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 What Would Joe Do?
Peggy Aycinena
Peggy Aycinena
Peggy Aycinena is a freelance journalist and Editor of EDA Confidential at She can be reached at peggy at aycinena dot com.

49DAC Unplugged: Tiempo, SypherMedia, SOCtronics, SkillCAD, Ausdia

June 11th, 2012 by Peggy Aycinena

This is the third in a series of blogs describing conversations with small companies that exhibited at 2012 Design Automation Conference in San Francisco, June 4th to 6th.

Since I published the Monday@DAC and Tuesday@DAC blogs, both Dan Nenni and Mike Demler have published attendance numbers for the conference. Interesting that the two sets of numbers see the same cup as either half-full or half-empty.

Per Nenni, the cup’s half-full when comparing DAC 2011 in San Diego to DAC 2012 in San Francisco: “Conference attendees were up to 1901, up 9% on last year. But exhibits only passes were way up to 2783, an increase of 39%. Even booth staff was up 11% to 2704.”

Per Demler, however, the cup’s half-empty when comparing DAC 2009 to DAC 2012, both in San Francisco: “Conference attendees remained essentially flat compared to the last San Francisco DAC, at 1,962 in 2009 versus 1,902 this year. Exhibit-only attendees dropped by nearly 20%, from 3,337 three years ago to 2,703 in 2012. It is interesting to note that Booth Staff actually increased slightly, from 2,697 to 2,704.”

Demler added: “An analysis of the DAC exhibitor list reflects many of the changes that have occurred in the industry. Fewer than 100 companies on the show floor, approximately half of the exhibitors, actually develop design tools.”

Demler also observed that PDF Solutions, a company whose CEO is on the EDAC Board, did not exhibit at DAC 2012. PDF Solutions does not consider itself a design tool company, however – see my interview with John Kibarian here – so even had the company exhibited that may not have alleviated concerns.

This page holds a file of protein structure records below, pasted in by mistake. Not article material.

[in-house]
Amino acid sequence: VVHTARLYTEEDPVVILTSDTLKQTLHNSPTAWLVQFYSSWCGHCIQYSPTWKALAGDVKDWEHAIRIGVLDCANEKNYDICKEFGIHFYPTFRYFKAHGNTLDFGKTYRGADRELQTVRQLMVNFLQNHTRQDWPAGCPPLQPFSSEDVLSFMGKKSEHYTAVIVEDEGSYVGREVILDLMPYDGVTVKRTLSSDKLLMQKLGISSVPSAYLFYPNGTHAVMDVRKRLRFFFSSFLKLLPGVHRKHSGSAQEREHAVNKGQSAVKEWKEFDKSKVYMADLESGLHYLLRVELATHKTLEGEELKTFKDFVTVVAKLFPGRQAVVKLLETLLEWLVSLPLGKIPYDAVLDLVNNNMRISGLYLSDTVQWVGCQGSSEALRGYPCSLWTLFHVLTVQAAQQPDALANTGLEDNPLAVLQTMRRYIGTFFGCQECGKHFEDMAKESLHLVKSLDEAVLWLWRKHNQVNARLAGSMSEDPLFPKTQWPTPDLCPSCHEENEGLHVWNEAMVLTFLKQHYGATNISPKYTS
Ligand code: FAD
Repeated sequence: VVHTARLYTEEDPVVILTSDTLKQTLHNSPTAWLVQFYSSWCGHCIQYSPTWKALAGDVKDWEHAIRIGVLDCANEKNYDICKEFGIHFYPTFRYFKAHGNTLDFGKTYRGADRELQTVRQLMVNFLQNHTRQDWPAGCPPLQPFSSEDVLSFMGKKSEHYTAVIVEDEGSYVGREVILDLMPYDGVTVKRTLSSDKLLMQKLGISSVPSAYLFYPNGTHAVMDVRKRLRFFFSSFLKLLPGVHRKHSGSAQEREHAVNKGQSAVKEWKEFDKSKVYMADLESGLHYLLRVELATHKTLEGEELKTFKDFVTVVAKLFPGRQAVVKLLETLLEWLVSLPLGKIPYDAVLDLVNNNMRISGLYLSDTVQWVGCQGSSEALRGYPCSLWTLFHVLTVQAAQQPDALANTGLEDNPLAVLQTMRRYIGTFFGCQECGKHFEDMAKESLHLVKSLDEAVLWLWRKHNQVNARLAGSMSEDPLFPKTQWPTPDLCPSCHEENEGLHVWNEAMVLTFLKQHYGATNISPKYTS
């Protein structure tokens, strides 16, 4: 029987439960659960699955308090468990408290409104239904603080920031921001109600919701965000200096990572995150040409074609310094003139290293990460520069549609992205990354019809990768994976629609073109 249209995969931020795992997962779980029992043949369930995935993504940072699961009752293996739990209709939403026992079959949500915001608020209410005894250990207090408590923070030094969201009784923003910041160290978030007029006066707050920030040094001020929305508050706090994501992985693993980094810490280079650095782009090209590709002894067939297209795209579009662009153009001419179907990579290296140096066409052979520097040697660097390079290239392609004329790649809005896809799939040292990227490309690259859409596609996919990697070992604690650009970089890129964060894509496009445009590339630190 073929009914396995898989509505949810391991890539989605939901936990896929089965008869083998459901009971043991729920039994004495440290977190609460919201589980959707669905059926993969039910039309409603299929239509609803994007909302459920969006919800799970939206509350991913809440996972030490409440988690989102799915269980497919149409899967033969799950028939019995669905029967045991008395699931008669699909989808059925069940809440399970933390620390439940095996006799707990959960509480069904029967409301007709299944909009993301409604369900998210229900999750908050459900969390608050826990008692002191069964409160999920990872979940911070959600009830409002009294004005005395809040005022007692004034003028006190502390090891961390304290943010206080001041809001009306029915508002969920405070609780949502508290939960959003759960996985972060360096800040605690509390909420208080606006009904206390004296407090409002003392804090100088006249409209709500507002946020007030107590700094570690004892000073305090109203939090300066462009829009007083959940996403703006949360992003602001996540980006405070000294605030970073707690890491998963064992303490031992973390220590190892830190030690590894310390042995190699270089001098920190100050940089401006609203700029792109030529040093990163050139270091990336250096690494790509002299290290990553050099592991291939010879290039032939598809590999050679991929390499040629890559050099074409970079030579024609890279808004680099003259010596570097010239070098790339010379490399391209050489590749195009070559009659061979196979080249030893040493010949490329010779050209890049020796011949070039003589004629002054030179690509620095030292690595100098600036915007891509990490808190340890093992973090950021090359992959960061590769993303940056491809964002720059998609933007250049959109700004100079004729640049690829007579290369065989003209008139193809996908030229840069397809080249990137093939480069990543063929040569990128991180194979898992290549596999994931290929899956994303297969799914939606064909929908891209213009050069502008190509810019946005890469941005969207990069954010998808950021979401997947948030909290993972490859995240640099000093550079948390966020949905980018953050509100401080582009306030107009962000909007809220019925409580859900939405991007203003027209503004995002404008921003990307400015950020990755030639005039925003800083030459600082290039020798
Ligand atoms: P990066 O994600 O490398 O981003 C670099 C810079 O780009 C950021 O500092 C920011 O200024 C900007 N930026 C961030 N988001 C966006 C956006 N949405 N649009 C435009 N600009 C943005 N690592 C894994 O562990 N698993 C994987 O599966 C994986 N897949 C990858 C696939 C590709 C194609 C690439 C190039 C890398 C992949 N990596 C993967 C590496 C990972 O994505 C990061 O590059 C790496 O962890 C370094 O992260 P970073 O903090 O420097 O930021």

Each year, both Gary Smith and John Cooley provide a “Must See” list of companies they recommend attendees seek out and talk with at the Design Automation Conference. DAC 2012 was no different: Gary’s 2012 list had 27 companies and Cooley’s had over 80. Short of one, all of the companies on Gary’s list also appeared on John’s.

However, there were almost 200 exhibitors at DAC in San Francisco, so clearly many companies exhibiting were not on these lists which made for an interesting exercise: Go out onto the Exhibition Hall floor and only talk to companies who are not on the lists.

That’s what I did each day in San Francisco, walking up to booths without an appointment and in the process finding a host of articulate technologists, and their enterprises, which seem to exist under the radar at DAC. On Wednesday, June 6th, I spoke with 5 of them.


Steve Svoboda is Vice President of Business Development at Tiempo, a company based in San Jose. He told me Tiempo was on John Cooley’s list last year, but “nobody nominated us this year.”

And how did the company get on the list last year? Steve said, “We had a product announcement around our clockless logic synthesis, Asynchronous Circuit Compiler. Using our tool, timing closure doesn’t matter any more.”

So is Tiempo announcing something this year? Per Steve: “We are announcing a pilot project with STMicro at 32 nanometers to do micro-controller test chips where we are getting 100% yield.”

Steve said Tiempo is unique: “There are no vendors today offering a clockless logic synthesis tool. We’re the only company that does clockless, an idea that many see as still in the very early stages. Up to now, people haven’t seen enough dire need to look at clockless digital logic.

“Most chips today run off one or more clock domains, so standard clocked chips require a lot of timing analysis to keep all of the processing synchronized. But clockless chips dispense with that, so timing analysis is no longer required. How does it work? Instead of using a clock signal to sync, we use handshaking between all of the logic.”

Why is that better? Steve said, “Because it let’s you cope with variabilities in delay, so they don’t matter anymore. We believe in 5 years everybody will be going with this [strategy].

“Earlier this week, we saw on article describing what we’ll need at 10 nanometers, looking in particular at the variabilities people are predicting at that node. We expect a sizable fraction of those designs will be implemented using clockless logic. In particular, companies like ST will want to look at using clockless logic as test vehicles to characterize performance and variability.